Braid artists in Missouri used to have to obtain a cosmetology license to practice legally — but cosmetology training didn’t include instruction on hair braiding. Now, thanks to a bill that was signed into law last year and survived a legal fight that advanced to the U.S. Supreme Court , people desiring to braid hair in the state can apply for a hair braider’s license. It costs $20 and takes four to six hours of instructional video with a board’s assessment, rather than the 1,500 hours previously required. Wendy Doyle, founder and CEO of the Women’s Foundation, shared this story at the Missouri Chamber of Commerce and Industry’s Women in Leadership summit to illustrate why women should be engaged in policy decisions that affect women and why it’s important for them to hold positions of power. The inaugural summit, held Friday in Columbia, brought together businesswomen from across the state to address ways to help women advance in the workforce. Here are four main recommendations from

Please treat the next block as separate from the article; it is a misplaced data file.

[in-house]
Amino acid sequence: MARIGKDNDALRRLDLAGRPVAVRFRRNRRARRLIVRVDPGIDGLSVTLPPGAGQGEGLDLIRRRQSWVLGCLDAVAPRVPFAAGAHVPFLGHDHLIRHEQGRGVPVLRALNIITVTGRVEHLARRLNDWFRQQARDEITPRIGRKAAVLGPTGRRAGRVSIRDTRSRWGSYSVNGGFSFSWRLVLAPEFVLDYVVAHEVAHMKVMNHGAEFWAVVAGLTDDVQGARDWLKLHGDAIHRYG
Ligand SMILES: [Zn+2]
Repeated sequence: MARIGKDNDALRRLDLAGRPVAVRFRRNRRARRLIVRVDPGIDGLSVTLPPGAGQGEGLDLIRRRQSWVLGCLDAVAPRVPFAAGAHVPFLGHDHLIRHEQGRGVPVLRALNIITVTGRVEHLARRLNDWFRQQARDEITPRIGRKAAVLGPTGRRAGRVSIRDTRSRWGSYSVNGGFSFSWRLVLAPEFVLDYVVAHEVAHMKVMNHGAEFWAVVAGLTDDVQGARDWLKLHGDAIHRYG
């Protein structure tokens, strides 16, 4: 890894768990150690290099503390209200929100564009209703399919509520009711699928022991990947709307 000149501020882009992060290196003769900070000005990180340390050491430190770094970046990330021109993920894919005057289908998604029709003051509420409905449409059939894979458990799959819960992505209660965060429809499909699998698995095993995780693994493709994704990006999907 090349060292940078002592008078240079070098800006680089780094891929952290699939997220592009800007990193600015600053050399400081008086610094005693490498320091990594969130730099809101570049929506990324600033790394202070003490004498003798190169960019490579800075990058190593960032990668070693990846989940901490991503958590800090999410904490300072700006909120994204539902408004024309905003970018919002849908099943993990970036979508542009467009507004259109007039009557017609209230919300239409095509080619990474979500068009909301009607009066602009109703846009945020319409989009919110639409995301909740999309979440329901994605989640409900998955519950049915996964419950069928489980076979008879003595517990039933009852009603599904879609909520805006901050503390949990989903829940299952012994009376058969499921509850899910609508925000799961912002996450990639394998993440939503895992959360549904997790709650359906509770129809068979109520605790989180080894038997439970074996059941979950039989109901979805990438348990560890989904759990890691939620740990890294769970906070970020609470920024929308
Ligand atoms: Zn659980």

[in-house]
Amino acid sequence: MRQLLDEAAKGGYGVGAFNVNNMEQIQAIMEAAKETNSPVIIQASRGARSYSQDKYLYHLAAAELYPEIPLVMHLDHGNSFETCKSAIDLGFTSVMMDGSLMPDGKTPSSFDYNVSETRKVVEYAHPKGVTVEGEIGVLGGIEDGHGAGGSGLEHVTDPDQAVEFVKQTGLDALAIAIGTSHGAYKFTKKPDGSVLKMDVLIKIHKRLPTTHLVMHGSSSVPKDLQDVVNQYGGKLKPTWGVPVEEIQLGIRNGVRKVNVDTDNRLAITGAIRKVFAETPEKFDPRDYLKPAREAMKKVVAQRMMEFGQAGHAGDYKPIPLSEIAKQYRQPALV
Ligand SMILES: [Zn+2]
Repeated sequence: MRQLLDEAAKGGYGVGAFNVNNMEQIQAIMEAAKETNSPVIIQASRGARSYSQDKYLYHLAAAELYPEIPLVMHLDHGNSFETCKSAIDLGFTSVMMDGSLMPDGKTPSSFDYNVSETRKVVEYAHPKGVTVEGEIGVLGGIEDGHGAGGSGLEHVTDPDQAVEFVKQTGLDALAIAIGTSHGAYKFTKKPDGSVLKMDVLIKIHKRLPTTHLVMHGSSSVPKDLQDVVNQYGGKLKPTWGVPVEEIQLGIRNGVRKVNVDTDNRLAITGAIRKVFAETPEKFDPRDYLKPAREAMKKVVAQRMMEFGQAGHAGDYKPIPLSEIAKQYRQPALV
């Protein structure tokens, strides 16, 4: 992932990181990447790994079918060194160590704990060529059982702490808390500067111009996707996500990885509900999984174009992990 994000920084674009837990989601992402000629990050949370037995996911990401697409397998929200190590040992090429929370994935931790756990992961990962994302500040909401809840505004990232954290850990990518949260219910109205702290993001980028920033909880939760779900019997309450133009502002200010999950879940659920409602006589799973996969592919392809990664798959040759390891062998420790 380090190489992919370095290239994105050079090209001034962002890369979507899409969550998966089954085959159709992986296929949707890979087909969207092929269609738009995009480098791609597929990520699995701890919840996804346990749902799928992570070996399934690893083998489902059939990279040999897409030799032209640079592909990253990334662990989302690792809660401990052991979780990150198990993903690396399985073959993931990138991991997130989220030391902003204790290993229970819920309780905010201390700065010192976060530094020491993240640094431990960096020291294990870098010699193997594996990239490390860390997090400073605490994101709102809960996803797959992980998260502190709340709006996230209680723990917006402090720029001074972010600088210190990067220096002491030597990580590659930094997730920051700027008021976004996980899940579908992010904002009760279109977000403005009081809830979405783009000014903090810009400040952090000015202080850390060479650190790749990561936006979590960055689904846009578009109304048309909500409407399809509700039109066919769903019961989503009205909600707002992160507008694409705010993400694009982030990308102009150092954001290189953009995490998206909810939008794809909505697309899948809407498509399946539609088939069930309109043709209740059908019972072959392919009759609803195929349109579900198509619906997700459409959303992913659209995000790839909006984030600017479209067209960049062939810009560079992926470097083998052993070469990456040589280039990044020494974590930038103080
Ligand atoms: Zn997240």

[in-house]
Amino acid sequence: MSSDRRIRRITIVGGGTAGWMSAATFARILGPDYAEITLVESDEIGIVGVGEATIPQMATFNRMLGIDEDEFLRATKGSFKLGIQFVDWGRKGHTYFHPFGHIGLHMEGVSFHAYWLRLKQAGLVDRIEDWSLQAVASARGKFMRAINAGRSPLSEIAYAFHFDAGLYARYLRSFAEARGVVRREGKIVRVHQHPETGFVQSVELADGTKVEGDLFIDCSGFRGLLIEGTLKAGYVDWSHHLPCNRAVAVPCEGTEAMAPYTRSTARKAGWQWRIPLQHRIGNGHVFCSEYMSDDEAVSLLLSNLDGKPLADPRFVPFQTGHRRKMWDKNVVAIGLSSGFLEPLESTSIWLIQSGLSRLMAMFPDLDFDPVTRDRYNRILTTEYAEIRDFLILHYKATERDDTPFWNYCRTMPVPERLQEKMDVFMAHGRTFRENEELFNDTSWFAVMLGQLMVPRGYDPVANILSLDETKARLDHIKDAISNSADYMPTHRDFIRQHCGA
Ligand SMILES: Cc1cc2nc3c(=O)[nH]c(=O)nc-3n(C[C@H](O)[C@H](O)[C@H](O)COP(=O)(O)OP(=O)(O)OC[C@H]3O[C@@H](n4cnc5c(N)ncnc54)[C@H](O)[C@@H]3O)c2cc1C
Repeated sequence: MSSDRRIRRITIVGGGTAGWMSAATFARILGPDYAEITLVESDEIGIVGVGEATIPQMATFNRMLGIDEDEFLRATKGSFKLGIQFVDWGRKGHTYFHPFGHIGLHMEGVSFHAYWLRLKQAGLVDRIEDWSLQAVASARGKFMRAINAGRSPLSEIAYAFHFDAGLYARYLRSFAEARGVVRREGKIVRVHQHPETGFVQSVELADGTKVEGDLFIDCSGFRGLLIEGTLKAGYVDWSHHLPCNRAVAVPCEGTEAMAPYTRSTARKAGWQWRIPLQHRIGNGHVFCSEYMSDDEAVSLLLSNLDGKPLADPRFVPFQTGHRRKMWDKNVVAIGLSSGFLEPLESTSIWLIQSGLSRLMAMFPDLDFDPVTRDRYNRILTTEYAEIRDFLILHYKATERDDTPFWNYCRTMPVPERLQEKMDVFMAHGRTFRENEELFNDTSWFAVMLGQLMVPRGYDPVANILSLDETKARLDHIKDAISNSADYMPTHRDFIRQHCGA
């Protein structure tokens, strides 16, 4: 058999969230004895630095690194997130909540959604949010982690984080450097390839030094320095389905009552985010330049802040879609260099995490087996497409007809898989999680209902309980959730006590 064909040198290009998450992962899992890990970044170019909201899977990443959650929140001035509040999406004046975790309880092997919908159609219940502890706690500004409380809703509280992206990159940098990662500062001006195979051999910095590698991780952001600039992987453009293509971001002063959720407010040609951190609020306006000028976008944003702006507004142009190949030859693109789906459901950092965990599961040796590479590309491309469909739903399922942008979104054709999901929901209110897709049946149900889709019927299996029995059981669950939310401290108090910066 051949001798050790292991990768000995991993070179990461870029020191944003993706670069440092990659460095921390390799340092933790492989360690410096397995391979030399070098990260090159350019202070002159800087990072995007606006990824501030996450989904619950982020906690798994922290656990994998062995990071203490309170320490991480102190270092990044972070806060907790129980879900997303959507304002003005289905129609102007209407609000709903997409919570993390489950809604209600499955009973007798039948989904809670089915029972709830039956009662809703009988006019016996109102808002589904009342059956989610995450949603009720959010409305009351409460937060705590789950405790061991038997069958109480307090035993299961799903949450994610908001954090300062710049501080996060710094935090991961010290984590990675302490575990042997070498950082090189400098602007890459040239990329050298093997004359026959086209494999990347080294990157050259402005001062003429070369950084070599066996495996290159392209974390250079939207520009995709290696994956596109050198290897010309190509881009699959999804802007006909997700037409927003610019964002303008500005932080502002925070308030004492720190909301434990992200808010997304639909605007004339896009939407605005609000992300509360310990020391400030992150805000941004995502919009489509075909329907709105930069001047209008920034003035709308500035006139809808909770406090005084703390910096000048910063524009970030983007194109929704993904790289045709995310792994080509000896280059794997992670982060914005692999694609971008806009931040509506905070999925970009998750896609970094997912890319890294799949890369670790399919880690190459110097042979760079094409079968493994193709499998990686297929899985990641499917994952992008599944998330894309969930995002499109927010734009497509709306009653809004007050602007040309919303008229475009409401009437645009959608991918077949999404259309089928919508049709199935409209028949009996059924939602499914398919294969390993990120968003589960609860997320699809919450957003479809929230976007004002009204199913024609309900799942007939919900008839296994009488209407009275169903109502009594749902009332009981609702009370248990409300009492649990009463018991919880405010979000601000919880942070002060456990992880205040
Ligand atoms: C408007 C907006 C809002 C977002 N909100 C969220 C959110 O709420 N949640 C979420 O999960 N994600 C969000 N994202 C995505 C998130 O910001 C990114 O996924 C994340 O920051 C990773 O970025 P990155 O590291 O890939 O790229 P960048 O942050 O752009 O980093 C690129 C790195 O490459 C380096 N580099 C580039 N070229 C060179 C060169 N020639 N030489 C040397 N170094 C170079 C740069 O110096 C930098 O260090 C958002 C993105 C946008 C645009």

• Business Beat - Columbia Startup Looks to Cultivate Wellness, Cannabis Understanding

    15/07/2019 Duración: 04min

    Kristen Williams, CEO and creative director of Hempsley, achieved what she considers a big accomplishment — she convinced her grandparents in Alabama to try CBD oil. They’re even recommending her business to their friends. Williams’ ever-evolving company sells CBD and aims to educate the public about cannabinoids like CBD. And for her, getting her reluctant grandparents to try CBD was a big deal. Williams considers herself an advocate of cannabis — the name of a plant that refers to both marijuana and hemp. In order for cannabis to be considered hemp, it must be less than .03% THC, the chemical that produces a “high” in marijuana. CBD is a non-psychoactive compound derived from hemp. Williams said she decided to stay in Columbia, where she believes cannabis products are less accepted, because she finds it rewarding to change the opinions of people who are apprehensive about CBD. But Williams wasn’t always so accepting of cannabis products. “D.A.R.E did a good one with me,” Williams